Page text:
## Sunday, July 10, 2005

### Euclidean Integers

A quadratic integer is considered Euclidean if it can be characterized by a division algorithm. This is the algorithm which states that division of any integer by an nonzero integer results in two unique values: a quotient and a remainder and the norm of the remainder is always less than the norm of the divisor.

In a previous blog, I gave the proof for this with regard to Gaussian Integers and with regard to rational integers. So, using these proofs, I have shown that both Gaussian Integers and rational integers are Euclidean.

Since the greatest common divisors algorithm from Euclid derives from the division algorithm, we can also conclude that all Euclidean integers have a greatest common denominator that is a linear combination of two other integers. It is also straight forward to show that all Euclidean integers are characterized by unique factorization.

This means that one sure path to establishing unique factorization is to show that a quadratic integer is Euclidean. Interestingly, it turns out that there are quadratic integers which are not Euclidan which still possess unique factorization.

Definition of Euclidean Integer: A quadratic integer a + b√d is Euclidean if for all integers α, β where β is nonzero, there exists a unique value δ such that δ = α - η*β and absolute(Norm(δ)) is less than absolute(Norm(β)).

Lemma: Z[√2], Z[√-2], Z[√3] are Euclidean

(1) For purposes of this proof, assume that d = √2, √-2, or √3.

(2) There exists a,b,e,f such that [from the definition quadratic integers]
α = a + b√d
β = e + f√d

(3) α/β = (a + b√d)/(e + f√d) = (a + b√d)(e - f√d) /(e2 - f2d)=
(ae - af√d + be√d - bdf)/(e2 - f2d) =
(ae - bdf)/(e2 - f2d) + √d(be - af)/(e2 - f2d)

(4) Let r = (ae - bdf)/(e2 - f2d), s = (be - af)/(e2 - f2d) where r,s are rational but not necessarily integer. [For a review of rational numbers and their properties, see here]

(5) So α/β = r + s√d.

(6) We know that there exists m,n which are rational integers such that:
absolute(r - m) ≤ (1/2) and absolute(s - n) ≤ (1/2). [See here for proof]

(7) Let η = m + n√d, let δ = α - β * η where η, δ are quadratic integers of type Z[√d]. [For a review of quadratic integers, see here.]

NOTE: The keypoint point is to prove that absolute(Norm(δ)) is less than absolute(Norm(β)).

(8) Norm(δ) = Norm(α - β * η) = Norm(β[(α / β) - η) =
Norm(β) * Norm([α/β] - η)

(9) This means that the key point is to prove that absolute(Norm([α/β] - η)) is less than 1.

(10) We know that:
Norm([α/β] - η) = Norm([r + s√d] - [m + n√d]) = Norm([r - m] + [s - n]√d) =
([r - m] + [s - n]√d)([r - m] - [s - n]√d) = (r - m)2 - d(s - n)2

(11) Applying step(6),

gives us for d=2:
absolute((r - m)2 - d(s - n)2) ≤ absolute((1/2)2 - 2(1/2)2) =
absolute((1/4) - 2(1/4)) = absolute(-1/4) = 1/4 which is less than 1.

gives us for d=-2:
absolute((r - m)2 - d(s - n)2) ≤ absolute((1/2)2 + 2(1/2)2) =
absolute((1/4) + 2(1/4)) = absolute(3/4) = 3/4 which is less than 1.

gives us for d=3:
absolute((r - m)2 - d(s - n)2) ≤ absolute((1/2)2 - 3(1/2)2) =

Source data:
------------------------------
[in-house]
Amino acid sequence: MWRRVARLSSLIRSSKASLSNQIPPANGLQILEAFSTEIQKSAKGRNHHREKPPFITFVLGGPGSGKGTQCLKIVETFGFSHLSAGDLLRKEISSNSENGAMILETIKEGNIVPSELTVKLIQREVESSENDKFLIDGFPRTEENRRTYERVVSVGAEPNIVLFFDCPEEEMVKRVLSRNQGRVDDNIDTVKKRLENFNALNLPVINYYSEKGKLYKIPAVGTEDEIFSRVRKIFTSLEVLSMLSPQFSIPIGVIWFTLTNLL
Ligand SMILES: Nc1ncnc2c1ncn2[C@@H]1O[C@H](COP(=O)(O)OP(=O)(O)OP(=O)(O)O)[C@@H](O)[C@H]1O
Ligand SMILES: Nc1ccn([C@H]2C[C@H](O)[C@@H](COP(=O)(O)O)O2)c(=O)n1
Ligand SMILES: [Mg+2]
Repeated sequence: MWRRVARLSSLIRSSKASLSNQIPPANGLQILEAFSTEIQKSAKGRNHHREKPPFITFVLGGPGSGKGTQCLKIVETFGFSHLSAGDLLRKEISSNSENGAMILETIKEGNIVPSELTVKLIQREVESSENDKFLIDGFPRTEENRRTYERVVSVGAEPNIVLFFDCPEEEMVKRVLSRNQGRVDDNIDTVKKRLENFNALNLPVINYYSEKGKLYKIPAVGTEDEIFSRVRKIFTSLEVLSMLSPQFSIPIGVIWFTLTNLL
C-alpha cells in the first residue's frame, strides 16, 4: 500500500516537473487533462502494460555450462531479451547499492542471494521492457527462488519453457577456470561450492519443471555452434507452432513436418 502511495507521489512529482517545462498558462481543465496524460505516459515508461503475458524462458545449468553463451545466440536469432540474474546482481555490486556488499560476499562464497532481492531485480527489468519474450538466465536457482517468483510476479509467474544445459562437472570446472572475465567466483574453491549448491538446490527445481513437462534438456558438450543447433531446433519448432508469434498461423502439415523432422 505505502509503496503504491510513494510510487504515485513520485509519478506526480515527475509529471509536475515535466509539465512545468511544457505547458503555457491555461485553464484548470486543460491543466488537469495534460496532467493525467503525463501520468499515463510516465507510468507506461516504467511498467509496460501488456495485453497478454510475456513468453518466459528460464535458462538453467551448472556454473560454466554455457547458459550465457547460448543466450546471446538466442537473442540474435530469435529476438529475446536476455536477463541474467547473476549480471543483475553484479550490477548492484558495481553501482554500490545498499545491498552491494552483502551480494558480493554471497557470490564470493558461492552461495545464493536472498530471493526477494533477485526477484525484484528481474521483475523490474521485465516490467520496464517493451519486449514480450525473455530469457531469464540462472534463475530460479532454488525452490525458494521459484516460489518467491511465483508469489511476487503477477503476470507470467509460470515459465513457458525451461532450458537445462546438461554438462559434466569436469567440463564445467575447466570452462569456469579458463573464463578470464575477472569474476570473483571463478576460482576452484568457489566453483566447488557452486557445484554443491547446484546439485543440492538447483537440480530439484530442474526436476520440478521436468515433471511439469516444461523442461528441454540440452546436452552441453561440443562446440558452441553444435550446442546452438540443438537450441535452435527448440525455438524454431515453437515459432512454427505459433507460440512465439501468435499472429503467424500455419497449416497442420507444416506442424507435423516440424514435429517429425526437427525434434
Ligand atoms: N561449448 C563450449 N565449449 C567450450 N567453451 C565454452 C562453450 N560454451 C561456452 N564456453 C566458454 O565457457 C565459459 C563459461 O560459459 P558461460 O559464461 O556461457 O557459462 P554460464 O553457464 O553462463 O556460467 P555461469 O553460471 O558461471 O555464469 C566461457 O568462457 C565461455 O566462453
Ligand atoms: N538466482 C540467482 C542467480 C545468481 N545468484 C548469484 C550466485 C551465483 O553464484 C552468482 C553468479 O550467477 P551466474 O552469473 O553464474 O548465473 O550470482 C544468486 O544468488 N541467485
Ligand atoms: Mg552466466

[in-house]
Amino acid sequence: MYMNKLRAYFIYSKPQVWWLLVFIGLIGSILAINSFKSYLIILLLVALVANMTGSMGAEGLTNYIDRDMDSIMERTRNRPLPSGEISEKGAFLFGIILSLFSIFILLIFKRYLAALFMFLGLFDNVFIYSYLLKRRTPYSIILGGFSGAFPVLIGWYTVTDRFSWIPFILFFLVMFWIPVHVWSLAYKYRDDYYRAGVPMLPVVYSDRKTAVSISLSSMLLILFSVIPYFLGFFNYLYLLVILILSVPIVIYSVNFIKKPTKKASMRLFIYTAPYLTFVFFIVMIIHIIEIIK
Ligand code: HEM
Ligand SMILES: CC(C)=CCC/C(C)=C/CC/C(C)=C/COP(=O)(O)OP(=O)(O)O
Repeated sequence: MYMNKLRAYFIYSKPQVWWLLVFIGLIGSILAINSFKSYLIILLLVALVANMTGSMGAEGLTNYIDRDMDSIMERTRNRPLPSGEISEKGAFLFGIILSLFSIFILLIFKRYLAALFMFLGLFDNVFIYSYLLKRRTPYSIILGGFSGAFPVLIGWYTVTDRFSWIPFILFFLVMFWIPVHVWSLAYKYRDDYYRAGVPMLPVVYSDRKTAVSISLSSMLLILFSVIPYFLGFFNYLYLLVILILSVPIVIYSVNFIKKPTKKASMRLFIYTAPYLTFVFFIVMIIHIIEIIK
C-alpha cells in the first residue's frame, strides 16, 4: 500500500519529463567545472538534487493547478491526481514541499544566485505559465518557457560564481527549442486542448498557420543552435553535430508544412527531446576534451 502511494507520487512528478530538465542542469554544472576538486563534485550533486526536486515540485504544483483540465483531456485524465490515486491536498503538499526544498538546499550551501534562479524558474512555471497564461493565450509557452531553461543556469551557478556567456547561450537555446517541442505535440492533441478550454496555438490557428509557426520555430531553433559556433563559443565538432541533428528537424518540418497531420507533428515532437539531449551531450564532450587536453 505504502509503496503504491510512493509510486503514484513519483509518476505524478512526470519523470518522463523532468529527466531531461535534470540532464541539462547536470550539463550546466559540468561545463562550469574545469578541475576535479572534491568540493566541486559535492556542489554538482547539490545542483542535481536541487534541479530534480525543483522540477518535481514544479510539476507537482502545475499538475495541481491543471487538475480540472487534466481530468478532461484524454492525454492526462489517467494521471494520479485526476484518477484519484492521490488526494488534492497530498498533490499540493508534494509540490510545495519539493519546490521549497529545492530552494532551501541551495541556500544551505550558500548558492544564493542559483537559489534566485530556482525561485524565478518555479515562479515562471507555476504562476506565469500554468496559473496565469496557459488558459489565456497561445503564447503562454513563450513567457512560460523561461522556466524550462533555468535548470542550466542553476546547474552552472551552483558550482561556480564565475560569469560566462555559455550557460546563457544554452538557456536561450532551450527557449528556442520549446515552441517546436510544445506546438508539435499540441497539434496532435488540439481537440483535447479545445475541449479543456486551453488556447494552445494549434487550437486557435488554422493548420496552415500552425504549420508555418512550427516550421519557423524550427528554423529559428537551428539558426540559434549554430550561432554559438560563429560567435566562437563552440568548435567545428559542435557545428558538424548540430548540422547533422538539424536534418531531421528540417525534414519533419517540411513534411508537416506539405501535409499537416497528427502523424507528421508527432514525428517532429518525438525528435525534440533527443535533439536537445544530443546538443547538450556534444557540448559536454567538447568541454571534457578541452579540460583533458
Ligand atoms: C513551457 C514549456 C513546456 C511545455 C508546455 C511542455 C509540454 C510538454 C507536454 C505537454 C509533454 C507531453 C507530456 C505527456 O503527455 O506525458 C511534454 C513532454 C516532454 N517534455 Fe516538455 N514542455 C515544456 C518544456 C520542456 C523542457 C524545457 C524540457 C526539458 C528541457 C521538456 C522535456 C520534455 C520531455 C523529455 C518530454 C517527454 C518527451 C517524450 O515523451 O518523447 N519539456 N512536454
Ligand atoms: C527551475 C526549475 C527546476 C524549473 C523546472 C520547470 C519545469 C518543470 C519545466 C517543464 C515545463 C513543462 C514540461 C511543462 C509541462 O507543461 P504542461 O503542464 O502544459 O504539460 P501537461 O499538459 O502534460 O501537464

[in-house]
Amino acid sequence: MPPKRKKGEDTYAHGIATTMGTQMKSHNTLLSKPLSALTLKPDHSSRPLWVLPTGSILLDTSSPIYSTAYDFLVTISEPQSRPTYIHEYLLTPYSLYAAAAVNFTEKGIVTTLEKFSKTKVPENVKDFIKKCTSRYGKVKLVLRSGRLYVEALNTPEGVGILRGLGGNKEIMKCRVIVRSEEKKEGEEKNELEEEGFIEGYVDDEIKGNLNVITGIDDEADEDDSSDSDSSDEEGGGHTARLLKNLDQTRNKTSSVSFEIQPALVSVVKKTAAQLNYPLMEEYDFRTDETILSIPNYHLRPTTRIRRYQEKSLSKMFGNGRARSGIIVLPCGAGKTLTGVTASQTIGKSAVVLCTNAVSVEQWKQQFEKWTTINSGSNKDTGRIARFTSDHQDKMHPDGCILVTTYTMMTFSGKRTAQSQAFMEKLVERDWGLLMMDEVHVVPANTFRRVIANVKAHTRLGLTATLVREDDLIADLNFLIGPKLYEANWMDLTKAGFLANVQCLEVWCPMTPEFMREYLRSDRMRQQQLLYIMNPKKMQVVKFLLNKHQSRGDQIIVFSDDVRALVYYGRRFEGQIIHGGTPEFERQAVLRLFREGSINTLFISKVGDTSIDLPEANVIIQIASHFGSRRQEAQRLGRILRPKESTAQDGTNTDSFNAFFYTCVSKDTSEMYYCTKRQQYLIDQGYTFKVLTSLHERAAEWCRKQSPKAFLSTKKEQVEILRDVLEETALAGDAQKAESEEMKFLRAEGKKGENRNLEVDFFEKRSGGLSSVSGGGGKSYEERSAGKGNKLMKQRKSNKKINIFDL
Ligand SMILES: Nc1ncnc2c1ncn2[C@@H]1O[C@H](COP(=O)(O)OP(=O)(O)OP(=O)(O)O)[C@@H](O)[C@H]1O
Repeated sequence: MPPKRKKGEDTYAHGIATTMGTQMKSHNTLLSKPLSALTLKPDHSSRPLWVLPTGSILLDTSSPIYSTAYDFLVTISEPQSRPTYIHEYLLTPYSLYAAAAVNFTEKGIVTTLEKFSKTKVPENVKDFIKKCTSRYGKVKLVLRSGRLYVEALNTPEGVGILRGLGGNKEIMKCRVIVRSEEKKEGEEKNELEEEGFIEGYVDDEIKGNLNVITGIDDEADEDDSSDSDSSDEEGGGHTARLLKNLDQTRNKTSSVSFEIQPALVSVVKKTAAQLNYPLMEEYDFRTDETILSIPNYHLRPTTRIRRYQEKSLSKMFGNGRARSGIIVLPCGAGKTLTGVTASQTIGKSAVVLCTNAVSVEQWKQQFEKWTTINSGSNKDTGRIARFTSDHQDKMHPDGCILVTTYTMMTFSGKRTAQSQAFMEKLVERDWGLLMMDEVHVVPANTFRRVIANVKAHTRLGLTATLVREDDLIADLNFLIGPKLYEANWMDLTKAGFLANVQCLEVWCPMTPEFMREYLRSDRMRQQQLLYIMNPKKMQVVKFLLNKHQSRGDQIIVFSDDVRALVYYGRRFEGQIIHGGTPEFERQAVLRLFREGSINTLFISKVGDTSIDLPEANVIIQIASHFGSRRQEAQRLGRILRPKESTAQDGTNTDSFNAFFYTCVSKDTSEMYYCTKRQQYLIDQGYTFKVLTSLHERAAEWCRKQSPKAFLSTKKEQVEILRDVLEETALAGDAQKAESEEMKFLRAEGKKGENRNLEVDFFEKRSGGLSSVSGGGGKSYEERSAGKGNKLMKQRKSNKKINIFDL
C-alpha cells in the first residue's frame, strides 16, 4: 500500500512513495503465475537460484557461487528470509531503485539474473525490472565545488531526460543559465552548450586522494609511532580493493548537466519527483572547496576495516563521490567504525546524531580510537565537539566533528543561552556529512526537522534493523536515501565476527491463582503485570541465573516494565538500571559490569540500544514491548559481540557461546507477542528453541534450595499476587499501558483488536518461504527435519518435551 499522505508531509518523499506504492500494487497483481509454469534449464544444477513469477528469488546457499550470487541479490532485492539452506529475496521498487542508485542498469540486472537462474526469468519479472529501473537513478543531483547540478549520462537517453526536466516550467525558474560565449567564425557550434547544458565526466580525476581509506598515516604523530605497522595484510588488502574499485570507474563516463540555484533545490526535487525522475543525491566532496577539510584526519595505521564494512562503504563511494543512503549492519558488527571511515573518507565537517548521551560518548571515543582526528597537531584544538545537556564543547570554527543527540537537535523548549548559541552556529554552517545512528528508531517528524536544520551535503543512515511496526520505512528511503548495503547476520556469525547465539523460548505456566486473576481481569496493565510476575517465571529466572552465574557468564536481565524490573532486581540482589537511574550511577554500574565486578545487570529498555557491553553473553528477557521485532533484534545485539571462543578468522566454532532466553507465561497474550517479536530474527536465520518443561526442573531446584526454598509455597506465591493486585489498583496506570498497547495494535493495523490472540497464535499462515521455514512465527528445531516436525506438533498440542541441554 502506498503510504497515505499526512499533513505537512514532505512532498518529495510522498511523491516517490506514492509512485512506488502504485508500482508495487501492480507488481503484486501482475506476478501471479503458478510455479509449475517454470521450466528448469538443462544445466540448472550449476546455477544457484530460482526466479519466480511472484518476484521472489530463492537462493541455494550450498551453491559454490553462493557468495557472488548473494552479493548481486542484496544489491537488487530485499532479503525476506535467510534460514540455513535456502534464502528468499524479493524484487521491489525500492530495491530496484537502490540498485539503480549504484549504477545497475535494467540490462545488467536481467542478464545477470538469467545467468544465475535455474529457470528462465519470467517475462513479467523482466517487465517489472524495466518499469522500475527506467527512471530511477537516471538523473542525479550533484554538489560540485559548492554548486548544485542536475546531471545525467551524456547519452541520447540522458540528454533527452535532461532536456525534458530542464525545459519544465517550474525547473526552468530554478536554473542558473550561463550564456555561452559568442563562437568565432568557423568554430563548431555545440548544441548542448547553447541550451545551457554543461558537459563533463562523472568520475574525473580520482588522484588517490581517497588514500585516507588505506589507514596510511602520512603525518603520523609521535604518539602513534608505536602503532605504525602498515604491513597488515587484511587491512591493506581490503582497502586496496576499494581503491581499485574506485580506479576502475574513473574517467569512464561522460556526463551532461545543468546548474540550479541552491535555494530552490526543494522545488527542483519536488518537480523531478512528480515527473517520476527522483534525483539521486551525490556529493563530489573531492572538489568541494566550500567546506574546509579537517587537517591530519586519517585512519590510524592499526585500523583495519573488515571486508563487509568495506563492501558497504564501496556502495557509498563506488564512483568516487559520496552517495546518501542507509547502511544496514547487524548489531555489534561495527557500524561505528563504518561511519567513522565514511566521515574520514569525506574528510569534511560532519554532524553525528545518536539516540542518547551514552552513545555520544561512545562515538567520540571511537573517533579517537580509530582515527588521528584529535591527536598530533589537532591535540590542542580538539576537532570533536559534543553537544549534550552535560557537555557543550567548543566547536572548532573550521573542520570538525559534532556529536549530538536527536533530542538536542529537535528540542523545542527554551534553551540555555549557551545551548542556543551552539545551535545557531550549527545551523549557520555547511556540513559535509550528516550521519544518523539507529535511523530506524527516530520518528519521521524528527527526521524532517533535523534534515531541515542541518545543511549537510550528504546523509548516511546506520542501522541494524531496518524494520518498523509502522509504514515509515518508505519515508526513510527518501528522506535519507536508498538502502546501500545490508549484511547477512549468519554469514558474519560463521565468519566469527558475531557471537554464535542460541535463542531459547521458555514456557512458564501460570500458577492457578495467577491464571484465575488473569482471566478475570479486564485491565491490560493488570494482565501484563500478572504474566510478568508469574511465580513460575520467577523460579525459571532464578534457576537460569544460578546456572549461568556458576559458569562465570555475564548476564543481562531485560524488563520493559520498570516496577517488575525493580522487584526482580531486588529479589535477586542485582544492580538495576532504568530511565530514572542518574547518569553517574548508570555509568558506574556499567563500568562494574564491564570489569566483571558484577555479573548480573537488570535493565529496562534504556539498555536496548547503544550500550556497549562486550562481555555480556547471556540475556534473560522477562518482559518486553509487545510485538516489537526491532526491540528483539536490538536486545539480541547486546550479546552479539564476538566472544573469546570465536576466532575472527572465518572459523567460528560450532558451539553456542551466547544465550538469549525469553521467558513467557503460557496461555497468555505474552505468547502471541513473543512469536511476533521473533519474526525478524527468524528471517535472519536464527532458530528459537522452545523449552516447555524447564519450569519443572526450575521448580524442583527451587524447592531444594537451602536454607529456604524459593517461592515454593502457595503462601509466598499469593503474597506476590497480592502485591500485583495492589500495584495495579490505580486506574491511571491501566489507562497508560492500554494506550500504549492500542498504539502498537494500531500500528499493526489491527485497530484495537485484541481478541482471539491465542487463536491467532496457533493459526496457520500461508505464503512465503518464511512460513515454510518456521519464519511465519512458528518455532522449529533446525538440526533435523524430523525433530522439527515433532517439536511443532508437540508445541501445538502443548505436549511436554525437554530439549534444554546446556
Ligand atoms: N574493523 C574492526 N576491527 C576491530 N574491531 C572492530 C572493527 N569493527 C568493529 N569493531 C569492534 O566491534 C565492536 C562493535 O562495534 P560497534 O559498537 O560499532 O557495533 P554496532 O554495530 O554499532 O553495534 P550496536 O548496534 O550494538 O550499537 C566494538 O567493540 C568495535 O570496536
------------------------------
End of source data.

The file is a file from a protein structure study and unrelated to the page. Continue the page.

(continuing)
absolute((1/4) - 3(1/4)) = absolute(-2/4) = 1/2 which is less than 1.

QED

Lemma: Z[(1+√-3)/2], Z[(1+√-7)/2], Z[(1+√-11)/2], Z[(1+√5)/2] are Euclidean

(1) For purposes of this proof, assume that d = √-3, √-7 ,√-11 , or √5.

(2) There exists a,b,e,f such that
α = a + b√d
β = e + f√d

(3) α/β = (a + b√d)/(e + f√d) = (a + b√d)(e - f√d) /(e2 - f2d)=
(ae - af√d + be√d - bdf)/(e2 - f2d) =
(ae - bdf)/(e2 - f2d) + √d(be - af)/(e2 - f2d)

(4) Let r = (ae - bdf)/(e2 - f2d), s = (be - af)/(e2 - f2d) where r,s are rational but not necessarily integer. [For a review of rational numbers and their properties, see here]

(5) So α/β = r + s√d.

(6) We also know that there exists p which is a rational integer such that:
absolute(s - p/2) ≤ 1/4. [See here for proof]

(7) We also know that there exists o which is a rational integer such that:
absolute(r - p/2 - o) ≤ 1/2. [See here for proof]

(8) let η = r + s[(1 + √d)/2] which is an integer as explained in a previous blog since in all above cases d ≡ 1 (mod 4).

(9) Let δ = β*([r - p/2 - o] + [s - p/2]√d)

(10) Norm(δ) = Norm(β) * Norm([r - p/2 - o] + [s - p/2]√d)

(11) Once again, to finish this proof, we need only to show that abs(Norm([r - p/2 - o] + [s - p/2]√d)) is less than 1.

(12) Norm([r - p/2 - o] + [s - p/2]√d) = ([r - p/2 - o] + [s - p/2]√d)([r - p/2 - o] -[s - p/2]√d)
= [r - p/2 - o]2 - d[s - p/2]2 ≤ (1/2)2 - d(1/4)2 = (1/4) - d/16.

QED

In addition, here are more interesting facts:
• There are exactly 21 types of quadratic integers that are Euclidean: a quadratic integer is Euclidean if d = -11, -7, -3, -2, -1, 2, 3, 5, 6, 7, 11, 13, 17, 19, 21, 29, 33, 37,41, 57, and 73.
• Z[(-1 + √-19)/2] is not Euclidean but still has unique factorization
• Z[√-5] does not have unique factorization.
The content of this blog is based in a large part on Harold M. Stark's An Introduction to Number Theory.

Scouse Rob said...

In the Lemma: Z[√2], Z[√-2], Z[√3] are Euclidean.

For step (11) shouldn't it be
absolute((r-m)^2 - d(s-n)^2)

absolute((r-m)^2 + d(s-n)^2)

And should there be three cases:
absolute((1/2)^2-2(1/2)^2)=1/4
absolute((1/2)^2+2(1/2)^2)=1/4
absolute((1/2)^2-3(1/2)^2)=1/2

Rob

Scouse Rob said...

In the Lemma: Z[(1+√-3)/2], Z[(1+√-7)/2], Z[(1+√-11)/2], Z[(1+√5)/2] are Euclidean.

In (12) shouldn't it be less than or equal to?

Rob

Larry Freeman said...

Hi Rob,

You are correct on all counts. I've updated the blog.